The Spanish language is an official language in 20 different countries, and is spoken by around 440 million native speakers around the world. The expansion of the Spanish empire in the 16th and 17th centuries means that you can find Spanish being spoken in all four corners of the globe.
Spanish is particularly prevalent in Central and South America where almost every country from Mexico in the north to Argentina in the south uses Spanish as its official language, or a recognised language (all except Brazil).
However, this large geographic distribution of the language means that there are naturally going to be variations. Spanish speaking is therefore not identical in Spain as it is in Colombia, just as the Spanish spoken in Peru is not exactly the same as the version spoken in Uruguay. It will take on importance in different ways too. For example, the language and culture in Spain are connected in more ways than you might think, and therefore culture plays an important role in the Spanish language and vice versa.
Although there are a few variations in grammar, and the vocabulary changes from place to place, one of the principal differences is the accent and the pronunciation of words between different Spanish speaking countries and regions.
Depending on who you are speaking to, you might hear different pronunciations of Spanish words
Even on a smaller scale, you will find different accents. Just as you can often identify the city or are that a person is from in an English speaking country based on their accent, the same can be said of Spanish speaking countries too.
If you like to travel, you will have certainly noticed that accents and expressions are noticeably different depending on the country, city, or region that you are in. The history of Spanish has ensured that the language is very diverse, so from Barcelona to Seville, passing through South America, the Spanish will sound slightly different.
Spain contains multiple regions. And in each of them, the language is spoken with a subtly different accent.
Nevertheless, you must have a well-trained ear to be able to distinguish them apart effectively.
Here is a quick overview of a selection of common accents that you can hear in Spain.
Any introduction to Spanish will note that the Castilian accent is the one heard the most often in Spain. You will hear it primarily in northern and central parts, although there are some variations within these areas.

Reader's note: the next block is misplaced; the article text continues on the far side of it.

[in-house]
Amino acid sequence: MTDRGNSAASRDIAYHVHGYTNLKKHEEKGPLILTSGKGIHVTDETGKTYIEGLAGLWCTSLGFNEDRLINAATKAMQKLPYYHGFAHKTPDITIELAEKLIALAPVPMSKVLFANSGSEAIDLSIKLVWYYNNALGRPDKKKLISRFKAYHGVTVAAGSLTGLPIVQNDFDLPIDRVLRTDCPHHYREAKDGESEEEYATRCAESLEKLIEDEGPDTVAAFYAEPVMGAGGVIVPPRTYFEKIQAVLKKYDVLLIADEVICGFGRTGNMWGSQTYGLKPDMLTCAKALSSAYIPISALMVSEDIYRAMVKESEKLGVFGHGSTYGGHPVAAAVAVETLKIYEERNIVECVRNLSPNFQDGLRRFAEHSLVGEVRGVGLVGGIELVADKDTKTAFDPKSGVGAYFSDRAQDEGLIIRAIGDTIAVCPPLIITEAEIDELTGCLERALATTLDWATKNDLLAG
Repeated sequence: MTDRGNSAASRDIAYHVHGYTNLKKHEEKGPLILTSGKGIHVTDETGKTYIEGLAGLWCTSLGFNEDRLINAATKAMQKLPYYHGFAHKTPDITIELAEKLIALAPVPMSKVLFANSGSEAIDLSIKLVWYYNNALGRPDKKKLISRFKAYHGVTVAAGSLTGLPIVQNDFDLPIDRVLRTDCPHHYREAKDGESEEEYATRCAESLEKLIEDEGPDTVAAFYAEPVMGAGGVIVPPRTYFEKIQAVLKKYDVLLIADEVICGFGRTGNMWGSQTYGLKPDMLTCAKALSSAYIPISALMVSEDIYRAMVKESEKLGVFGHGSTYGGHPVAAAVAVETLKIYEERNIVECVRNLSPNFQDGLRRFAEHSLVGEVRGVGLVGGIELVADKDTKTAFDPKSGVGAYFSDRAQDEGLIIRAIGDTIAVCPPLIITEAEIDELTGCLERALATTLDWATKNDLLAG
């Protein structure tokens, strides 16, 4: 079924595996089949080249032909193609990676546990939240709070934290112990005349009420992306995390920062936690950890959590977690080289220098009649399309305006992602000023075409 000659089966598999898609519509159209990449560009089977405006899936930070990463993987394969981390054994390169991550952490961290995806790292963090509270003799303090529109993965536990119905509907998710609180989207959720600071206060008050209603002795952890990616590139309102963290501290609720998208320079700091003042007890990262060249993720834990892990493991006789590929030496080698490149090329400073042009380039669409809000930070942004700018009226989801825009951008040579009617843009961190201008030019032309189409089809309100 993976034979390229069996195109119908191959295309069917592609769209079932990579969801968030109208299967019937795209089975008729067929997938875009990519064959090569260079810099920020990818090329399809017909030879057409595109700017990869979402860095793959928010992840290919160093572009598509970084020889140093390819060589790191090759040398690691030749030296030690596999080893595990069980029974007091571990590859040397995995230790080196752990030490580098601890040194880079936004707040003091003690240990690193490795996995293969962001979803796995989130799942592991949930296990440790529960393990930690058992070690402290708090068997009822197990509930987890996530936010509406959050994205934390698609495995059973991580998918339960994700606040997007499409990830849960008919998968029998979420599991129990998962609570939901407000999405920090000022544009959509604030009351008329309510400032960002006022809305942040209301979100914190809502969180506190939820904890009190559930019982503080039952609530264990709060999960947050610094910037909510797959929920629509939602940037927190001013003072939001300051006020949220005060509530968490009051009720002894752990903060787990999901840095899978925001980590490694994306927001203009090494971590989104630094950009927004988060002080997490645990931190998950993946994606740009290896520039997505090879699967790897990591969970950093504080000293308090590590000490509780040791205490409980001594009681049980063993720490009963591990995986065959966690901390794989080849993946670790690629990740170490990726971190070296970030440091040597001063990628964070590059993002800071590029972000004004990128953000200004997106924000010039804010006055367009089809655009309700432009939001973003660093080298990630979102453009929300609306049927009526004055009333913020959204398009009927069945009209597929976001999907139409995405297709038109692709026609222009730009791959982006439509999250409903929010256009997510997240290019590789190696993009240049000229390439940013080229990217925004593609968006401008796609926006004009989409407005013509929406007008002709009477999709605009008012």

Castilian Spanish is often what will hear on the TV and radio because it is so widespread across the country. It is the name of the original romance language that developed from Latin at the same time as other romance languages on the Iberian peninsula over the course of several hundred years from the 8th century onward.
Examples of other romance languages which developed at this time include Portuguese, and therefore Spanish and Portuguese share some similarities and differences.
The slightly different path that each romance language on the Iberian peninsula took is mirrored in the slightly different variations of Spanish have grown around the world. This type of Spanish itself, for example, can be differentiated from all others in two ways:
They may be united under the same flag, but different areas of Spain have different accents
The accent is very discernible due to the way that Castilian Spanish speakers pronounce “c” and “z”. If you see these letters in the middle of a word, the pronunciation changes to “th”. Let’s take the example of “cerveza”, or beer. In Castilian Spanish, the pronunciation would be more like “cervetha”. This differs from other Spanish speaking countries where the “c” and “z” sounds are pronounced like an “s”.
In Andalusia, Spanish speakers have a strong tendency to not pronounce every letter as is usually the case with Spanish. So if you’re having trouble understanding everything, you may well be speaking to an Andalusian as they enunciate less than in other regions of Spain.
To speak like an Andalusian, you will need to eat your vowels. In particular, if you are speaking Spanish in Seville, Córdoba, Granada, Málaga, or any other location in Andalusia, you will often hear people omitting the “s” from certain words. For example
Another letter that they sometimes drop is the “d”, so “cansado” (meaning tired) becomes “cansao”, and “pescado” (fish) becomes “pescao”.
One more thing to note: Andalusians sometime don’t differ in the pronunciation of “c” and “z” as a Castilian would, and they often pronounce them both as an “s” sound. Be on the look out for this if you are studying Spanish in the area, as this could confuse how you spell certain words.